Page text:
Pro Sanding Tips for Woodworking

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I’ve finished making the doors for the upper cabinets in my kitchen, and it’s time to sand them. And sanding is as important as the rest of the steps involved when making something from wood, if you want professional looking results.
Since I will be finishing these with clear water based polyurethane, I don’t have to be as careful as I would if these were going to be stained. Stain magnifies scratches and defects that generally don’t show with a clear finish, so extra time need to go into the sanding.

I used my Ultimate sanding block:
//ibuildit.ca/projects/ultimate-sanding-block/
And my flat sanding file:
//ibuildit.ca/projects/wood-shaping-files/
Along with my random orbit sander with a 220 grit disk to sand and level the faces of the doors.

Notice I’m sanding on something soft that won’t mark the wood. I have an old towel on a piece of foam rubber gym floor mat.
A router can be used to either chamfer or round over the edge, but again can result in tear out or burning. The safest route is to just sand it, starting with coarse grit paper and move up to a finer grit.

You can help support the work I do in making these videos:

Project plans for sale: //ibuildit.ca/plans/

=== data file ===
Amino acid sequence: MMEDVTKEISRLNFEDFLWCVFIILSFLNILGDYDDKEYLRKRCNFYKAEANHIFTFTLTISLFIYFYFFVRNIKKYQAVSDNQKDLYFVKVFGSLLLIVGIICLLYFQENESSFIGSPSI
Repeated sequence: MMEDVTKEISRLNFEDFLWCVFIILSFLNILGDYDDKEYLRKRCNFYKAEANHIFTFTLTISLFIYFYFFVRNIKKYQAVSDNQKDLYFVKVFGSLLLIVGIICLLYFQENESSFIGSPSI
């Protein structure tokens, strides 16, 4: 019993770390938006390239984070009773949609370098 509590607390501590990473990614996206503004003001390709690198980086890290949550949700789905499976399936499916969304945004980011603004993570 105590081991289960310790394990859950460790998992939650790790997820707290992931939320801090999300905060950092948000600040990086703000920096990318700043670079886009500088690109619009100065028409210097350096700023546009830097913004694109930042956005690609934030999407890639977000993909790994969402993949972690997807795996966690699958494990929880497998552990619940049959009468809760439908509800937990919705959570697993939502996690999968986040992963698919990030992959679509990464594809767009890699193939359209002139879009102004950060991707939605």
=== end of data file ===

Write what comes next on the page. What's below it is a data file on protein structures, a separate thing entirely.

Support this channel on Patreon:
//www.patreon.com/user?u=865843&ty=h

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//www.youtube.com/user/jpheisz

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//www.youtube.com/c/IBuildItHome

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Comments

I Build It says:

I've finished making the doors for the upper cabinets in my kitchen, and it's time to sand them. And sanding is as important as the rest of the steps involved when making something from wood, if you want professional looking results.
Since I will be finishing these with clear water based polyurethane, I don't have to be as careful as I would if these were going to be stained. Stain magnifies scratches and defects that generally don't show with a clear finish, so extra time need to go into the sanding.

I used my Ultimate sanding block:
//ibuildit.ca/projects/ultimate-sanding-block/
And my flat sanding file:
//ibuildit.ca/projects/wood-shaping-files/
Along with my random orbit sander with a 220 grit disk to sand and level the faces of the doors.

Notice I'm sanding on something soft that won't mark the wood. I have an old towel on a piece of foam rubber gym floor mat.
A router can be used to either chamfer or round over the edge, but again can result in tear out or burning. The safest route is to just sand it, starting with coarse grit paper and move up to a finer grit.

You can help support the work I do in making these videos:

Project plans for sale: //ibuildit.ca/plans/

Support this channel on Patreon:
//www.patreon.com/user?u=865843&ty=h

My main channel:
//www.youtube.com/user/jpheisz

My home reno channel:
//www.youtube.com/c/IBuildItHome

My "Scrap bin" channel:
//www.youtube.com/c/IBuildItScrapBin

#ibuildit

Website: //ibuildit.ca/
Facebook: //www.facebook.com/I-Build-It-258048014240900/
Instagram: //www.instagram.com/i_build_it.ca/

Gary Rogers says:

"I really like the natural look of wood", sounds very much like the reasoning "I" use to decide to stain or not stain ???? Thanks for the top tips !!